I know many of you garden to support your health, but have you ever looked at your garden as a parallel to your health? Like a garden, our bodies need a good environment to grow, healthy food, lots of water, and consistent care. In the garden, it’s important to be proactive, rather than reactive, if you want to cultivate a thriving ecosystem. The same is true for our health.
Why it’s crucial to be proactive in the garden
Plants don’t have the same sophisticated immune systems as our bodies. So when a disease hits your garden, the plants can’t fight it off and heal from it. Instead, at best your plants will go into maintenance mode, and at worst, they die. At the very worst, the disease spreads to other crops in your garden and they die.
So you can see it’s super important that you put on your investigative lenses when you are in your garden to look for potential pests or the signs of disease. For many of us, our garden season is short, and we don’t want to waste that time managing problem after problem. A proactive approach is key.
10 Tips to Be Proactive About Your Garden’s Health
Start with the healthiest plants possible.
I’m not saying you should never try to rehab a plant, but the healthier the plant at the start, the better chance for a successful harvest.
Do a weekly maintenance check in your garden, inspecting for signs of pests or disease.
This includes looking for really chewed on leaves, spots on leaves or stems, visible pests or bug eggs, and more. If I see anything that worries me in my garden, I proactively take care of it before the problem spreads.
Prune up dead leaves and keep your garden beds free from debris.
Pull weeds often so they don’t choke out your plants and/or steal their food and water. Good garden hygiene gives bugs and critters less places to hide and your plants more room to grow!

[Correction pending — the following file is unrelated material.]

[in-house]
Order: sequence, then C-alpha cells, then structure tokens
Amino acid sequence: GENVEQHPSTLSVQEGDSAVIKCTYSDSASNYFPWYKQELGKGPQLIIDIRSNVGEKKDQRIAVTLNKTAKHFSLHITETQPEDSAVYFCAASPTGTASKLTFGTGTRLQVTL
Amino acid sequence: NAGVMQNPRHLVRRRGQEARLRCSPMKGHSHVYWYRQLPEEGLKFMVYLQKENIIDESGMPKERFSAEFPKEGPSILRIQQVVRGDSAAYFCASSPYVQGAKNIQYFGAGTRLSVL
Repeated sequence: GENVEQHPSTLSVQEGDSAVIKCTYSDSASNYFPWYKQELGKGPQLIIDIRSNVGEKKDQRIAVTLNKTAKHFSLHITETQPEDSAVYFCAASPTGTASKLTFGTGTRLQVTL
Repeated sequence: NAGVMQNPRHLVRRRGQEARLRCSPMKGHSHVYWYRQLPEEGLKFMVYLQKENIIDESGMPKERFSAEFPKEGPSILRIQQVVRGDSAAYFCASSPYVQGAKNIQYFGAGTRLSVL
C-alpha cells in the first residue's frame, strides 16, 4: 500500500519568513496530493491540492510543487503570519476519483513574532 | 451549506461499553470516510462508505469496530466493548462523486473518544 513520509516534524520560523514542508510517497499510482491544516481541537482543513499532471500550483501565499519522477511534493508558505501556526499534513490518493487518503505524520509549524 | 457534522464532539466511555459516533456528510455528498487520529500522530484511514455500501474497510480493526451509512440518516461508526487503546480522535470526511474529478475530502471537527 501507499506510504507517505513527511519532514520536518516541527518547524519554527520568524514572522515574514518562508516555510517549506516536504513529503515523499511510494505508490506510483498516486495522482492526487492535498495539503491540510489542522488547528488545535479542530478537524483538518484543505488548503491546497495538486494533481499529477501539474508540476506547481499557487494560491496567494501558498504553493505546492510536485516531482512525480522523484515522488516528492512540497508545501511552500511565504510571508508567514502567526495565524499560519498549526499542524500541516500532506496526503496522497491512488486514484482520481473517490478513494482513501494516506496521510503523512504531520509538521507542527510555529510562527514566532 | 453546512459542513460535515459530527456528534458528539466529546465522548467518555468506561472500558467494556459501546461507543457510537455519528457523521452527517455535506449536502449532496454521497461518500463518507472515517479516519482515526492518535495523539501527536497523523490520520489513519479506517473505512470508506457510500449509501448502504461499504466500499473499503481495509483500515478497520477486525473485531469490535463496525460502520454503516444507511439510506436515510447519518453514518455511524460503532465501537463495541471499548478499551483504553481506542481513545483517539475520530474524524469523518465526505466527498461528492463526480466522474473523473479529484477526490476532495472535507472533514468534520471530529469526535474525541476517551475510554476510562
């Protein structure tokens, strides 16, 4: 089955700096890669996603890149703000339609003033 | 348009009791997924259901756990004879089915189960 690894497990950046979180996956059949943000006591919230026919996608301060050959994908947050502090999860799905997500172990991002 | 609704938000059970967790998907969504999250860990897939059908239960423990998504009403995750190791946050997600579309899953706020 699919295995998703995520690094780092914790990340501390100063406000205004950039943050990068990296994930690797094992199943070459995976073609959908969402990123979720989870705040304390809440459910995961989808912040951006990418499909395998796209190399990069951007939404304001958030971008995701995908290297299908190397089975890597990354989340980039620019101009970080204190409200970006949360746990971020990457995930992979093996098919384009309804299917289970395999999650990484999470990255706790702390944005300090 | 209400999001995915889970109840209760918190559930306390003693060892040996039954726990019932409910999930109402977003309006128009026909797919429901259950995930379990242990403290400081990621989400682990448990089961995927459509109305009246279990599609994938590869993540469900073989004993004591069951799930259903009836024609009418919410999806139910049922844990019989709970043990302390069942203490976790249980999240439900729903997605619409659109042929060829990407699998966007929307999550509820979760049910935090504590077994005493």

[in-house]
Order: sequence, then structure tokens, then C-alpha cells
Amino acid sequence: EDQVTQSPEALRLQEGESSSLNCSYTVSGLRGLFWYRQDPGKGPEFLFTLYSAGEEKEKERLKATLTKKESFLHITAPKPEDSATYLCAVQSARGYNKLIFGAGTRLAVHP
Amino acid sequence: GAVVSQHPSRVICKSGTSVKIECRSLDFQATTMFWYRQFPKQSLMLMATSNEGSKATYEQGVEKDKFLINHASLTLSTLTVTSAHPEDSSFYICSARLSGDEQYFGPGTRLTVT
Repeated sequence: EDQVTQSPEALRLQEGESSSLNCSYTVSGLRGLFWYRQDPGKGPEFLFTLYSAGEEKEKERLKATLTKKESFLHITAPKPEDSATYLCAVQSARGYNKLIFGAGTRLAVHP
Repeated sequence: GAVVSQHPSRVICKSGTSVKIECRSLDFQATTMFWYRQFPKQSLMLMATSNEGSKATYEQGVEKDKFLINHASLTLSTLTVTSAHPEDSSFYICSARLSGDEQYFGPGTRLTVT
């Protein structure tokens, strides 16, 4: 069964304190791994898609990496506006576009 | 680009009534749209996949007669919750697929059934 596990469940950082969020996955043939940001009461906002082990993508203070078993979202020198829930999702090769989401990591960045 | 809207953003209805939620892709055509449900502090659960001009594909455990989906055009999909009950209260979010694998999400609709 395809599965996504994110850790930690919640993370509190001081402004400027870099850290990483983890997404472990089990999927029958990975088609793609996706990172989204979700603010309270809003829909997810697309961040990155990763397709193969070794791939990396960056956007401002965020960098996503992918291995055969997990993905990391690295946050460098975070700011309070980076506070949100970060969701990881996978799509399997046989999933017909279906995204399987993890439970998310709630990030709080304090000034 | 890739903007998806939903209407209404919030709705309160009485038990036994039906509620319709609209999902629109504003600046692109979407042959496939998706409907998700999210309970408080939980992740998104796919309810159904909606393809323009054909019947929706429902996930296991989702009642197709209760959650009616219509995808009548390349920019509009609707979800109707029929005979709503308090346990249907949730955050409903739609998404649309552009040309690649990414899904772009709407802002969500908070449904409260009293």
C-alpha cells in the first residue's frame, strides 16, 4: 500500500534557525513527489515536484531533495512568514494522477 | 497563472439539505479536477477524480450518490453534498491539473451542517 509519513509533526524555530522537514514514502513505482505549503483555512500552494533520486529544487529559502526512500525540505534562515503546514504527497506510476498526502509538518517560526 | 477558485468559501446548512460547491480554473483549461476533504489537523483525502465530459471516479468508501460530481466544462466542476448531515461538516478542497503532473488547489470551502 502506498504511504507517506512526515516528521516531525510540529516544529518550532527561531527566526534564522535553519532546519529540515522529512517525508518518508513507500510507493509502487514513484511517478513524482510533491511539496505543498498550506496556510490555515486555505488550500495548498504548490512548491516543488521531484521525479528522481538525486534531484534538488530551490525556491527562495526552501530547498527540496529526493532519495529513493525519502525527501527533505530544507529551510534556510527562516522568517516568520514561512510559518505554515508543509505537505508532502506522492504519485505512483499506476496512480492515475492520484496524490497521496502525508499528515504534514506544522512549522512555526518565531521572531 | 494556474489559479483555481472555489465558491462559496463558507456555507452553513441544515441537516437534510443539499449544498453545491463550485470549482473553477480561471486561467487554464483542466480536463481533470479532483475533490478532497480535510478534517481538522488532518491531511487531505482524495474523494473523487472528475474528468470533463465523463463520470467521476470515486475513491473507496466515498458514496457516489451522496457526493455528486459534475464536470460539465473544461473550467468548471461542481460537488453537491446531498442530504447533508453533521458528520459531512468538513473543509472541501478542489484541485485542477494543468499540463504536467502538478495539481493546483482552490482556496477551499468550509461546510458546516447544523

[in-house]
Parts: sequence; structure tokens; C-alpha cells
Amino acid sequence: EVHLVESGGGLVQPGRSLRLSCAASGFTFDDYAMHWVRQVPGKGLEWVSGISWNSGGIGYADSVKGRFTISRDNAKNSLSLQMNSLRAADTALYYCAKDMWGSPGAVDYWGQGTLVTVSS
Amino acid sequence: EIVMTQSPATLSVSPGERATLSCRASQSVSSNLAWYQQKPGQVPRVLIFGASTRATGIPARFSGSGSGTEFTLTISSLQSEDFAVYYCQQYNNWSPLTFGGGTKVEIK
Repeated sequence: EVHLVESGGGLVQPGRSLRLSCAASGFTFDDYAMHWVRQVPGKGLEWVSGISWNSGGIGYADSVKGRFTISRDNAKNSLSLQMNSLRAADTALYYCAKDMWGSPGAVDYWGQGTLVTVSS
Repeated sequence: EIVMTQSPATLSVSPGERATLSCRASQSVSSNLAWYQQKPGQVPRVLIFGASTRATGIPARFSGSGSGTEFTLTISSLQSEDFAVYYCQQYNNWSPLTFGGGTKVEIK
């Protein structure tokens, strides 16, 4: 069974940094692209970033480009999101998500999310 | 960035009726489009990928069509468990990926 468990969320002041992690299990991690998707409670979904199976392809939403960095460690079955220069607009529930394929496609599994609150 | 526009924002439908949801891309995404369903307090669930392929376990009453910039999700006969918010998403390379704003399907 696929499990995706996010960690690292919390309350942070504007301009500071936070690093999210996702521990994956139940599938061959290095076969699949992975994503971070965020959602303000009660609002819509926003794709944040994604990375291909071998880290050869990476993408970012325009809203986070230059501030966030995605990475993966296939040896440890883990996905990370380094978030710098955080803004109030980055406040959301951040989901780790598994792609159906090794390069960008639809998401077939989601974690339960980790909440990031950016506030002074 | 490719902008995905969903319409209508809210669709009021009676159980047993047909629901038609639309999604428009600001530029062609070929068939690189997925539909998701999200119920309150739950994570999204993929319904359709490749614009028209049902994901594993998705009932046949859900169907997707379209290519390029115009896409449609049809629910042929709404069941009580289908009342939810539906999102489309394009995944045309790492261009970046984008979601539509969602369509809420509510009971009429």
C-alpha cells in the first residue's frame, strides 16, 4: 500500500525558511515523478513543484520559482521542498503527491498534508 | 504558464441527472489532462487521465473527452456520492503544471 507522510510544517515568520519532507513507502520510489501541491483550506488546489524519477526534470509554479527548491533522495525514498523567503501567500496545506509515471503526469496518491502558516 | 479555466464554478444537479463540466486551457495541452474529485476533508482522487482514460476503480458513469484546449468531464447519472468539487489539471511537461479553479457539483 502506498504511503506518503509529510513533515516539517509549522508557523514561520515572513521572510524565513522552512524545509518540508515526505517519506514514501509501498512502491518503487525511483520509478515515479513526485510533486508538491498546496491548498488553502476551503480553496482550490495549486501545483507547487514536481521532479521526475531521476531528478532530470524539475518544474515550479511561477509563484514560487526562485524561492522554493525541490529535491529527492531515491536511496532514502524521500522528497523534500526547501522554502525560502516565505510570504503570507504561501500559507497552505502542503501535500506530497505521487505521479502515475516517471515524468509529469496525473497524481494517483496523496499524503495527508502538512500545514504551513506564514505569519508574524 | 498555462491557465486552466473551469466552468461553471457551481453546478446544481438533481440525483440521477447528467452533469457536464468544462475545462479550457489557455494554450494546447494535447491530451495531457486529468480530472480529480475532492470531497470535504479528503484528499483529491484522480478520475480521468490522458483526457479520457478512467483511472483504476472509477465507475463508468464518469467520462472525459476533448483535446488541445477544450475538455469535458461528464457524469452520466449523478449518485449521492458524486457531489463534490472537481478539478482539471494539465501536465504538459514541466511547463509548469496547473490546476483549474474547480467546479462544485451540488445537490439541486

Amend your garden soil with organic practices to enhance soil fertility.
I always add high quality compost to my soil. A plant can only be as healthy as the soil it grows in, so maintaining a healthy soil biome is crucial if you want a prosperous and delicious harvest.
Feed your plants!
Especially if you are succession planting or intensive planting, you don’t want your plants competing for food. I use organic fertilizers to support the plant and the fruit it’s producing.
Keep a consistent watering schedule.
Most people don’t have irrigation set up for a home garden, so it’s on you to stick to a routine. Inconsistent watering stresses the plants and is a potential cause of disease. If you’ve got funny shaped cucumbers or blossom rot on your tomatoes, that can be a sign of inconsistent watering.
Practice crop rotation.
Incorporate flowers and herbs into your vegetable garden to attract pollinators and beneficial insects, deter harmful pests, create a diverse mini-ecosystem, and provide a vibrant, colorful element to your kitchen garden.
Select disease resistant plant varieties.
If you know you have a disease that is prevalent in your garden, or comes back year after year, seek out varieties that are naturally resistant to that disease. One year I lost a whole crop of basil to downey mildew, and now I only grow varieties that specify that they are resistant to that disease.
Sterilize your pruners in between each plant.
I carry a bottle of rubbing alcohol in my garden bag and simply spray a spritz on the pruners in between each plant. You can take my word for it on this one – I learned the hard way you can wipe out whole rows of plants if your pruners are contaminated with disease and you don’t remember to clean them.
Learn your yard’s microclimate.
The more you understand your land, the more prepared you can be. Natural moisture levels, the slope of your yard, wind patterns, and sunlight/shade all play a role in your microclimate.
Arber products have made pest and disease control a breeze. I use these products weekly in my garden to be proactive about my garden’s health so that if any problems do arise, my plants have the best chance at survival.
And sometimes, no matter how proactive you are, disease strikes. Do your best to eradicate it, and then take time to reflect: What did you learn about your garden? How will you take that into the next season? There’s always a lesson to learn in the garden, no matter how experienced you are.